Community health workers

Afghanistan is a country that has been in conflict for decades, resulting in the destruction of much of its social infrastructure, including the health system. After the intervention of US-led NATO forces, JVC/YVO implemented a Basic Package of Health Services to provide services to the rural population; its specific focus was on women and children.

CHWs were mainly volunteer members of the community, nominated by a Village Health Committee (HC), and trained, supervised, and supported by the JVC/YVO and the BPHS. They are reimbursed for their trip to health facilities and provided with kits (toothbrush and toothpaste, hand soap, and towel) for their own use. And medicines for the villagers. And YVO had male and female CHWs.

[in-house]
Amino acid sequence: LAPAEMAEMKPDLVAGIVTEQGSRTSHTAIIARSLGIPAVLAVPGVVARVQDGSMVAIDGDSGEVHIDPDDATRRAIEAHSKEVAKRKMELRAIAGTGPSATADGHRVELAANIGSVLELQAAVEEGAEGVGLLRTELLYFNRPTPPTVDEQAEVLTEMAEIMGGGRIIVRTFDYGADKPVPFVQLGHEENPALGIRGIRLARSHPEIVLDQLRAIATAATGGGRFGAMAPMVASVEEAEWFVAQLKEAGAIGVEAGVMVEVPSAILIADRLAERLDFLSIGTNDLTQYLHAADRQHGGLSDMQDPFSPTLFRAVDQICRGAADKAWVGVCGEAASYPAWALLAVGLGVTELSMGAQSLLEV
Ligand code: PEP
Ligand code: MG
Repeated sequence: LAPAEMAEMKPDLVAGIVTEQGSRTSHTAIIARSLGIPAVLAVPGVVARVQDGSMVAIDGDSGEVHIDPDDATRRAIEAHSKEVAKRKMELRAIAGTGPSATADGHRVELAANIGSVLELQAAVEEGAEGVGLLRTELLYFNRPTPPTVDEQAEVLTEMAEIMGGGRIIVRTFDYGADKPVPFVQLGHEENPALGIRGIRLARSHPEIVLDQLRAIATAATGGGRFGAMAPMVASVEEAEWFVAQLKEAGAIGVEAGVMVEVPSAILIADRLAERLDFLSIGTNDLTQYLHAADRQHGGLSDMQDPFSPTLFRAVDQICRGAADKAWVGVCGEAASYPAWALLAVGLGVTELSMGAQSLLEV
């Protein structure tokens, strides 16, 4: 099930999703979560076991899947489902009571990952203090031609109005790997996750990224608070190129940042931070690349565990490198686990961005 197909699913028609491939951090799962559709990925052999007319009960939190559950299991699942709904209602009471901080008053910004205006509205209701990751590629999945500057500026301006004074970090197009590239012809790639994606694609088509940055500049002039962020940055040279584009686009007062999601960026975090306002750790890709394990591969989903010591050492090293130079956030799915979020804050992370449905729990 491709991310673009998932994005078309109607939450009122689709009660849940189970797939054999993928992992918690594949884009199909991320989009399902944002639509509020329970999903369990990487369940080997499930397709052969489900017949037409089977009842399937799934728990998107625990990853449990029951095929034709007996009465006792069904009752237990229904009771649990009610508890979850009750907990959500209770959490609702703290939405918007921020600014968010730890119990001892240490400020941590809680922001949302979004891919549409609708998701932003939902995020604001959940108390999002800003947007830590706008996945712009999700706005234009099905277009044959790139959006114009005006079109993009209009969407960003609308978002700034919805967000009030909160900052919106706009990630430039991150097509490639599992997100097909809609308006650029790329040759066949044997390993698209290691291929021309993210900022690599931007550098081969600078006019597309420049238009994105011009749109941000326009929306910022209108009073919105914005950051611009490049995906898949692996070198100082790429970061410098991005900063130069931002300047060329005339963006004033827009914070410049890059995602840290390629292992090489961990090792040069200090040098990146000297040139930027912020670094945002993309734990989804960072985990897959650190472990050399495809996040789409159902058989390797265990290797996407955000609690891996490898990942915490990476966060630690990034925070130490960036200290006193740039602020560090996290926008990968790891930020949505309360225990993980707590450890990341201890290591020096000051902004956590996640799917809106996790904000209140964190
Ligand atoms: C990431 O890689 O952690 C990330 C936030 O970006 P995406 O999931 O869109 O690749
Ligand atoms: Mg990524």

Female CHWs contribute to female-only events and meetings. CHWs participate in national campaigns only when they are asked or employed to do so. In collaboration with the village elder or leader and the village health committee, CHWs These HCs are male and female, with one HC in each village in our catchment area. CHWs organize meetings of HCs on a monthly basis, in which they discuss health issues in the village. Male-only HCs often discussed environmental health issues such as water for drinking and irrigation, etc. Female HCs generally focus on maternal and child health, such as breastfeeding, a good source of nutrients for mothers and children, antenatal and postnatal care visits, family problems (convincing mother-in-laws and husbands to allow them to access health care services), and the provision of vehicles for the transportation of pregnant women to health facilities.